This answer to Do antennae on the ISS have to constantly move to maintain data links? discusses some of the challenges precisely pointing an antenna mounted to the ISS exterior. While the ISSs orbit and attitude are generally known quite well and probably available those are global parameters and the ISS structure will flex under differential heating as the direction of the Sun is continuously changing and frequently eclipsed:

All pretty simple in principle, complicated by the gimbal's own internal dynamics (including friction), and the significant amount of flexibility and vibration of the ISS (including time-varying thermal distortion, which is what drives the need to search for TDRS at the start of each tracking session, as the ISS "bananas" in different directions as it heats up and cools down).

Question: How much does the ISS banana? How much does it bend and flex and twist under the constantly changing conditions of solar heating?

Just for illustration; three points along a structure might nominally fall on a line, but as it bends they could make two line segments that deviate from collinearity by say 0.01 degrees maximum, or an extreme location's position may deviate from its nominal location by 1 cm maximum for example.


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The short answer is, “It doesn’t”. But this only applies to antennae mounted to the modules. The long answer, which applies to antennae mounted on the truss, “Lots, in complicated ways. But those steely eyed missile men have a handle on it. ”

The ISS structure can be simplistically modeled as a crucifix formed by the truss and the modules.

The modules can be modeled as a cylindrical aluminum pressure hull from Zvezda to Harmony. This aluminum tube is surrounded by interrupted sausage links of MLI insulation jacket. If one side of the tube were a different temperature than the other, the geometry of the tube and the expansion coefficient of aluminum could be used to calculate the “banana bend”. However, this hypothetical aluminum tube is held at constant shirtsleeve temperature by the External Active Thermal Control System (EATCS). There is net cooling, but localized resistance heating is also used to prevent condensation. The “sausage link” insulation would change temperature, but insulation sections are not structurally connected. Therefore, to a first approximation, the ISS modules do not suffer from thermal banana stresses.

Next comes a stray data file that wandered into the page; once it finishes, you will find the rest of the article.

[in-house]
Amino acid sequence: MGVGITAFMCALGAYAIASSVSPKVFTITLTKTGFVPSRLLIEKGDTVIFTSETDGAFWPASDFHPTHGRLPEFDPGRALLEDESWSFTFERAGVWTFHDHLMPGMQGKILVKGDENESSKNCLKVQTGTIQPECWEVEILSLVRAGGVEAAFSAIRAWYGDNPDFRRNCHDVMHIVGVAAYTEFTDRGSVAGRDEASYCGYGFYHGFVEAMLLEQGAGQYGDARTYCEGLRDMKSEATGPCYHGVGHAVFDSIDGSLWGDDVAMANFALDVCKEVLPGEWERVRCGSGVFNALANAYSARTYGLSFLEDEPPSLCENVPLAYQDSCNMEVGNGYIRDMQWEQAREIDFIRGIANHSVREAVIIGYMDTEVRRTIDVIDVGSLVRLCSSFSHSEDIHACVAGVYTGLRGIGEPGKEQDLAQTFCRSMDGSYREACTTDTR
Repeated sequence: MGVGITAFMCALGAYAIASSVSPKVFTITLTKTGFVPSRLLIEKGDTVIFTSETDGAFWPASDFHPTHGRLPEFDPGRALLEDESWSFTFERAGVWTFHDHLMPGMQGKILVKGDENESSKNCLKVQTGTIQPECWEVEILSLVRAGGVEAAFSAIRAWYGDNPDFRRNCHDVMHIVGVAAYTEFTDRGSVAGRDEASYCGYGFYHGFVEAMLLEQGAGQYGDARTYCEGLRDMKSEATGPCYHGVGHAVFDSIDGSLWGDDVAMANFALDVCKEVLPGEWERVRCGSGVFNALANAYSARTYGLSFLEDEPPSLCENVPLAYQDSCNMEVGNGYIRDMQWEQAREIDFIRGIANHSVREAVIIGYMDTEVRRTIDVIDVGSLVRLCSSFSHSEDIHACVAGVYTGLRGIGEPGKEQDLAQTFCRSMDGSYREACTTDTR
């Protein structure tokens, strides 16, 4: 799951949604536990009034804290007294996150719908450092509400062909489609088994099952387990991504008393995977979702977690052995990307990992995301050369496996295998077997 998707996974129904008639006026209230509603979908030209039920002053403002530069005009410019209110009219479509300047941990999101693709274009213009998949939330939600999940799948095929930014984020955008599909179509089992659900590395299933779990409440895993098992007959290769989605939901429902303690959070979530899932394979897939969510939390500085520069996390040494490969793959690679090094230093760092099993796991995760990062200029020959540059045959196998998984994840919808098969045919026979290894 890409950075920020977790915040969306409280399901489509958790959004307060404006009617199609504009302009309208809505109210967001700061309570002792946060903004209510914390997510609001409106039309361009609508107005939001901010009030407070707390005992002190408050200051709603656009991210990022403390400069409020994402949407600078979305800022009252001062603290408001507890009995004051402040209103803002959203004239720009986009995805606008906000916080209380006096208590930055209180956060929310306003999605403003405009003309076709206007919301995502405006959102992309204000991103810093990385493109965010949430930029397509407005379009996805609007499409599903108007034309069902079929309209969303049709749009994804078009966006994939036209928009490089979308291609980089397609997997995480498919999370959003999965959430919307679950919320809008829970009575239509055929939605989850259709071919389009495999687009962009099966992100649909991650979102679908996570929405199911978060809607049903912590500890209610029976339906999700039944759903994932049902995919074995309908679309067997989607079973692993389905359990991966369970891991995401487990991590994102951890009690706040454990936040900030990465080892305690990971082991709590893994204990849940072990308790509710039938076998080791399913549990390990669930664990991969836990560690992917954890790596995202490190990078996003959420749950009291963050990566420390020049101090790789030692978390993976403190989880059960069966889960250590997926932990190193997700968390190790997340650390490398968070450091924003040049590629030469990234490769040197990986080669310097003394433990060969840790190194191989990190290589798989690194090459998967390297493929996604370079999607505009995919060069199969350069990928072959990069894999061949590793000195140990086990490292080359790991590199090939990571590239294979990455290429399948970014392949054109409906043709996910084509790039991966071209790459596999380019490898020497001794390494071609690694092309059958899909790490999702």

It would be fascinating to have crew mount a laser pointer so it shines down the axis. The banana bend could be measured directly at the midpoint with a tape measure.

The Integrated Truss Structure is much more complicated. It is constructed of dissimilar metals (steel, titanium and aluminum) with Kevlar micrometeor armor (which also provides shading). It also has components of the EATCS, which cool power distribution electronics on the S0, S1 and P1 truss segments.

This NASA paper https://ntrs.nasa.gov/api/citations/19910001728/downloads/19910001728.pdf models thermal distortion in a simple box truss spacecraft. It showed significant pointing errors for antennae at opposite ends of the truss. Pointing errors were mitigated with thermal enclosure of the truss (like the Kevlar armor panels on the ISS truss).

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    $\begingroup$ The short answer is, “It doesn’t” - Citation needed $\endgroup$ Nov 9, 2021 at 18:02
  • $\begingroup$ The short answer applies to antenae mounted to the modules, as in the included explanation of lack of thermal stress in the module section. No stress, no aiming error. The long answer applies to antennae mounted to the truss $\endgroup$
    – Woody
    Nov 9, 2021 at 18:14
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    $\begingroup$ You've presented some theories on what you think happens. "In God we trust, all others bring data" - MOD motto. $\endgroup$ Nov 9, 2021 at 18:17
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    $\begingroup$ Yes, S1 and P1 are part of the ITS. In terms of "banana flexing" from thermal loads, they are closer to the center of the truss, S0. Angular antenna misalignment from Banana-ing will increase in proportion to the distance from the center of ITS. S6 and P6 will have the most misalignment if displacement is uniformly distributed along ITS. However, this is a moot point since there are no antennas outboard of S1 and P1. Should have written, "not on the peripheral ITS". $\endgroup$
    – Woody
    Nov 10, 2021 at 5:40
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    $\begingroup$ There's no Kevlar on the truss structure. The truss shroud is only made from Beta cloth. Source: I do MMOD work for ISS. $\endgroup$
    – Tristan
    Nov 12, 2021 at 18:51

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